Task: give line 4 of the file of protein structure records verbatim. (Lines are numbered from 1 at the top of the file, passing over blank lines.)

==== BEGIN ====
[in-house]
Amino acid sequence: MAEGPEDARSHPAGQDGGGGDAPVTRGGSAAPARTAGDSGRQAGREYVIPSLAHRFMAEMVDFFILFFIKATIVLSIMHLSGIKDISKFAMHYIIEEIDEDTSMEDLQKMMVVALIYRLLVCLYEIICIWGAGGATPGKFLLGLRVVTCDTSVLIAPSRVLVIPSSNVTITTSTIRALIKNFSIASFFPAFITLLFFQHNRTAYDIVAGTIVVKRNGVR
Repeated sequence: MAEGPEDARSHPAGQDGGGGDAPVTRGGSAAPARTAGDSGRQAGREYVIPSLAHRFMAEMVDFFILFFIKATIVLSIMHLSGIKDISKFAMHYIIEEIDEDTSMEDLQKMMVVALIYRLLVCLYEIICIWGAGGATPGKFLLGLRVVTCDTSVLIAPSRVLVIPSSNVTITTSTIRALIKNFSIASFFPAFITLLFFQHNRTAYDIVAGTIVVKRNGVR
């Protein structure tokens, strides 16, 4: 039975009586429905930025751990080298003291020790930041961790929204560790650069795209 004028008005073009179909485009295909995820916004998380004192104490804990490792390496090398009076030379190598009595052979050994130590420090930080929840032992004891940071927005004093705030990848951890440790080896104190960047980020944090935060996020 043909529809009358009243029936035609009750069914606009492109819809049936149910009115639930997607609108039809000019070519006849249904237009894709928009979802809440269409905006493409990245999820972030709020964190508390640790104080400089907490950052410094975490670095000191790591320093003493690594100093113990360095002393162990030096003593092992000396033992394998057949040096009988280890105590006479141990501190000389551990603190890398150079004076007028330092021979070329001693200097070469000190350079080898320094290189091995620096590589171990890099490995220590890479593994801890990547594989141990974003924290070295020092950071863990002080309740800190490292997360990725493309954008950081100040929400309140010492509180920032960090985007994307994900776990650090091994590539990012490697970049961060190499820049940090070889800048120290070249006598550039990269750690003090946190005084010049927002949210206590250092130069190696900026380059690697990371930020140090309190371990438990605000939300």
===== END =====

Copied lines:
């Protein structure tokens, strides 16, 4: 039975009586429905930025751990080298003291020790930041961790929204560790650069795209 004028008005073009179909485009295909995820916004998380004192104490804990490792390496090398009076030379190598009595052979050994130590420090930080929840032992004891940071927005004093705030990848951890440790080896104190960047980020944090935060996020 043909529809009358009243029936035609009750069914606009492109819809049936149910009115639930997607609108039809000019070519006849249904237009894709928009979802809440269409905006493409990245999820972030709020964190508390640790104080400089907490950052410094975490670095000191790591320093003493690594100093113990360095002393162990030096003593092992000396033992394998057949040096009988280890105590006479141990501190000389551990603190890398150079004076007028330092021979070329001693200097070469000190350079080898320094290189091995620096590589171990890099490995220590890479593994801890990547594989141990974003924290070295020092950071863990002080309740800190490292997360990725493309954008950081100040929400309140010492509180920032960090985007994307994900776990650090091994590539990012490697970049961060190499820049940090070889800048120290070249006598550039990269750690003090946190005084010049927002949210206590250092130069190696900026380059690697990371930020140090309190371990438990605000939300």